People in Huddersfield with diabetes are being denied new life-changing technology that could help them to safely manage their condition, it is claimed.
Charity Diabetes UK has said both North Kirklees and Greater Huddersfield clinical commissioning groups (CCGs) had decided not to prescribe a new method of testing blood glucose levels – while CCGs in neighbouring Greater Manchester are offering it for free on prescription.
The charity said people with diabetes who self-monitor their blood glucose levels usually take a finger prick blood test. People with diabetes who use insulin often need to test many times a day.
In contrast, Flash Glucose Monitoring uses a small sensor that people wear on their skin that records blood sugar levels continuously and can be read by scanning the sensor whenever needed. This device can free them from the pain of frequent finger-prick testing and make it easier to keep on top of blood sugar levels.
Diabetes UK said both North Kirklees and Greater Huddersfield clinical commissioning groups (CCGs) had decided not to prescribe Flash, while Greater Manchester CCGs were prescribing it.
The charity said: “Crucially, because Flash helps people test more frequently and gives them much more information, it in turn supports to improve control of the condition. This can then reduce the risk of serious diabetes-related complications such as amputation, blindness and stroke, as well as improving quality of life, and saving the NHS much-needed funds.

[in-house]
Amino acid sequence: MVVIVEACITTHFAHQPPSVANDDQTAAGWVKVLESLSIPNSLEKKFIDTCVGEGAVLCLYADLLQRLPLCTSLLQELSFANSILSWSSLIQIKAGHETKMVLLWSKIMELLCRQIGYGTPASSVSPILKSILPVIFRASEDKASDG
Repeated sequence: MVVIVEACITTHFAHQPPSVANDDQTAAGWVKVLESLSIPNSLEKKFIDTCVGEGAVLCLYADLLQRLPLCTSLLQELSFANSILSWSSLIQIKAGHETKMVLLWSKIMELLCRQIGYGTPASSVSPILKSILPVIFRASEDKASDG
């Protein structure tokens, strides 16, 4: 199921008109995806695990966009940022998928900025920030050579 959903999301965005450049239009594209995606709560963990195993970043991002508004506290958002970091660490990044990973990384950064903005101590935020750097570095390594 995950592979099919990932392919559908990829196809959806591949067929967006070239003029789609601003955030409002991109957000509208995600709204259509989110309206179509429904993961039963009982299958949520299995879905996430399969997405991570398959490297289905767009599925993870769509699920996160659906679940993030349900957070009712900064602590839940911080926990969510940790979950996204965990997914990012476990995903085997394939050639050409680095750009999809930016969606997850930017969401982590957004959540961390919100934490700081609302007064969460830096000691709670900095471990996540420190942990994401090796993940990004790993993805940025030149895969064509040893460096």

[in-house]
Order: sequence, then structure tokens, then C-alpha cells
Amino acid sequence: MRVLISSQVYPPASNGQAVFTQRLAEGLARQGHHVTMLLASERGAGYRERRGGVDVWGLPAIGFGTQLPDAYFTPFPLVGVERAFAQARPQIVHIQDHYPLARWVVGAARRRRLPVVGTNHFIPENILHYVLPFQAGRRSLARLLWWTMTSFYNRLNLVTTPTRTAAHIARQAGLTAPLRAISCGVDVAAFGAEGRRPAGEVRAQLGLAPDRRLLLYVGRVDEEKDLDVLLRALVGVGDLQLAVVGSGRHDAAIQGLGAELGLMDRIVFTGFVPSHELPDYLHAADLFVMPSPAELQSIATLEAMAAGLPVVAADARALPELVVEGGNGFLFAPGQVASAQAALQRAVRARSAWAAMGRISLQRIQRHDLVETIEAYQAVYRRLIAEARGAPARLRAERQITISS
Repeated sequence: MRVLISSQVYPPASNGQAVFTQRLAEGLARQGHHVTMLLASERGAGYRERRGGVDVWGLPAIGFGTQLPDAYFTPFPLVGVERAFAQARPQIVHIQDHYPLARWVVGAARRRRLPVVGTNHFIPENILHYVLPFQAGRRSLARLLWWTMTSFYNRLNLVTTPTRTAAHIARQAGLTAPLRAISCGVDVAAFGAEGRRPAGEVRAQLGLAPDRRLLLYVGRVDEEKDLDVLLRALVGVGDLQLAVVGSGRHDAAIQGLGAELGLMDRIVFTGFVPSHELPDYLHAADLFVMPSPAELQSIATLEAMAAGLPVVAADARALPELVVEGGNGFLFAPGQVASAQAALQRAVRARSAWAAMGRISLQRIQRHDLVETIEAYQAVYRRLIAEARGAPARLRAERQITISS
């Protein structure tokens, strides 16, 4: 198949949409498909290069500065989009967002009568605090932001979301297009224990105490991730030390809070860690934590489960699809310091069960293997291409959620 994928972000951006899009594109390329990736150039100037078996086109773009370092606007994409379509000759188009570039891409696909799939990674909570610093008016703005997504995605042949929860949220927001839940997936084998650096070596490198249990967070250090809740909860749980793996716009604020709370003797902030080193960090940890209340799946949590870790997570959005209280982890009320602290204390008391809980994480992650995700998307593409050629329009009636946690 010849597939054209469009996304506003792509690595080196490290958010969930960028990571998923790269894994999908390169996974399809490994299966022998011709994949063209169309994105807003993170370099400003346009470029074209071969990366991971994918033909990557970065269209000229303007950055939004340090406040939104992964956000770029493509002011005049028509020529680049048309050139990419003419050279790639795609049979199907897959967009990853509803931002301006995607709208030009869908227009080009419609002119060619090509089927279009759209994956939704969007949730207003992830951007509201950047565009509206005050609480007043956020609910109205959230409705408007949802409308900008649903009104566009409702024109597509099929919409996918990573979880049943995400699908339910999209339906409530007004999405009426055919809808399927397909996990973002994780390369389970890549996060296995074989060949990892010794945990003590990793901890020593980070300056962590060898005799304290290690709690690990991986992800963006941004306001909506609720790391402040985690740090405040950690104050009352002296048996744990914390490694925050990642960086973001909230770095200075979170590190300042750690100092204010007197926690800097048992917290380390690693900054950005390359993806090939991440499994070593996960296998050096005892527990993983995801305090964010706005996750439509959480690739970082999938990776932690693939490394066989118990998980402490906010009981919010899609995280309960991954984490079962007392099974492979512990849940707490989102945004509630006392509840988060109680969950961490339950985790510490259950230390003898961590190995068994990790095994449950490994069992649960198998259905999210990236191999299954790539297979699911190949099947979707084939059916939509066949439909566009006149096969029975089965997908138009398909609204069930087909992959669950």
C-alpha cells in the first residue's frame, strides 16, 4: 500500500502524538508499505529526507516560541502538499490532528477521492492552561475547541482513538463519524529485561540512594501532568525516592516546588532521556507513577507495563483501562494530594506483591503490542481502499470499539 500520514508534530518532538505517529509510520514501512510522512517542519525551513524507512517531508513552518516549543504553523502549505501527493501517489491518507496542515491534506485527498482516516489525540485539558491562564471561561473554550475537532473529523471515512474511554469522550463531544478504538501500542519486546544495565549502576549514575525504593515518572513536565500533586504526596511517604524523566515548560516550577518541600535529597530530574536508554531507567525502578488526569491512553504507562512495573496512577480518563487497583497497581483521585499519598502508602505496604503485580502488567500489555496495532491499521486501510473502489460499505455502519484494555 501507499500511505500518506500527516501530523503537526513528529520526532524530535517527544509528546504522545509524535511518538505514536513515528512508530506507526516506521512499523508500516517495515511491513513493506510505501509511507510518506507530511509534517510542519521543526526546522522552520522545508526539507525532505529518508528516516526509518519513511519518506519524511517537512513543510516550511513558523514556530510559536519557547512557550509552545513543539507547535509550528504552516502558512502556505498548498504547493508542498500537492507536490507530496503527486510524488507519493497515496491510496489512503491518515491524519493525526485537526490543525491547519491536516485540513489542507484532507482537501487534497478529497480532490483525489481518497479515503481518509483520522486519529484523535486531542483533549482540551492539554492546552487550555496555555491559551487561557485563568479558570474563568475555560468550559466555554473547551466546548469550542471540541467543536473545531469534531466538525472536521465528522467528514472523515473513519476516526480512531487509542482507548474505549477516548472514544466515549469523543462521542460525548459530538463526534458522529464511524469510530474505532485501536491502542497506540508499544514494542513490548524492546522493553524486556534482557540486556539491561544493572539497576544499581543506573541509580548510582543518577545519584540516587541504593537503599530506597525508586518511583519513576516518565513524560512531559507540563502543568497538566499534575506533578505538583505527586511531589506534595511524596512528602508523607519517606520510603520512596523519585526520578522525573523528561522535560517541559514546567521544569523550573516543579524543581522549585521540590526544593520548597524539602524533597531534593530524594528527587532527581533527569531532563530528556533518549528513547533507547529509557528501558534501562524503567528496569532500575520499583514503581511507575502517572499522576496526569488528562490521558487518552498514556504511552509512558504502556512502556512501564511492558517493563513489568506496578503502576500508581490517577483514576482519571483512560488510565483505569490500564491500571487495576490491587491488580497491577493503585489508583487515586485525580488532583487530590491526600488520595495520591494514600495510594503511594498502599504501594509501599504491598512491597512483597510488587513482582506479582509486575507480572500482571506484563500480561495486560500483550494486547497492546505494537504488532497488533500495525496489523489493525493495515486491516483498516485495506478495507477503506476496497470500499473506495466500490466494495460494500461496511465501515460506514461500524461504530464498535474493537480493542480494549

The charity said the device could be prescribed anywhere - but its use had to be approved by local health bodies, meaning people with the condition were facing a ‘postcode lottery’ for treatment.
Stephen Ryan, of Diabetes UK, said: “People’s health should not depend on an unfair postcode lottery. Everyone should be able to access the care and treatments necessary to safely manage their condition.
“Because Flash makes it easier to monitor and better control blood sugar levels, it improves lives, can save money and reduces the risk of serious diabetes-related complications such as amputations and blindness.
“The NHS agreed to provide access in November, but people with diabetes in Huddersfield and Kirklees have already been waiting for too long. The CCGs should now have a policy providing access to Flash for free on prescription, so that everyone who can benefit from it.”
A spokesperson for NHS Greater Huddersfield and North Kirklees CCGs said: “Currently, Flash glucose monitoring systems are not routinely available to patients with diabetes in North Kirklees or Greater Huddersfield although they are made available in exceptional circumstances.
“However, we are working together with CCGs across South West Yorkshire and with diabetes specialists to identify which groups of patients might benefit from using such systems. Working in partnership across this wider footprint will help to ensure that prescribing decisions are consistent across our area and avoid a postcode lottery.”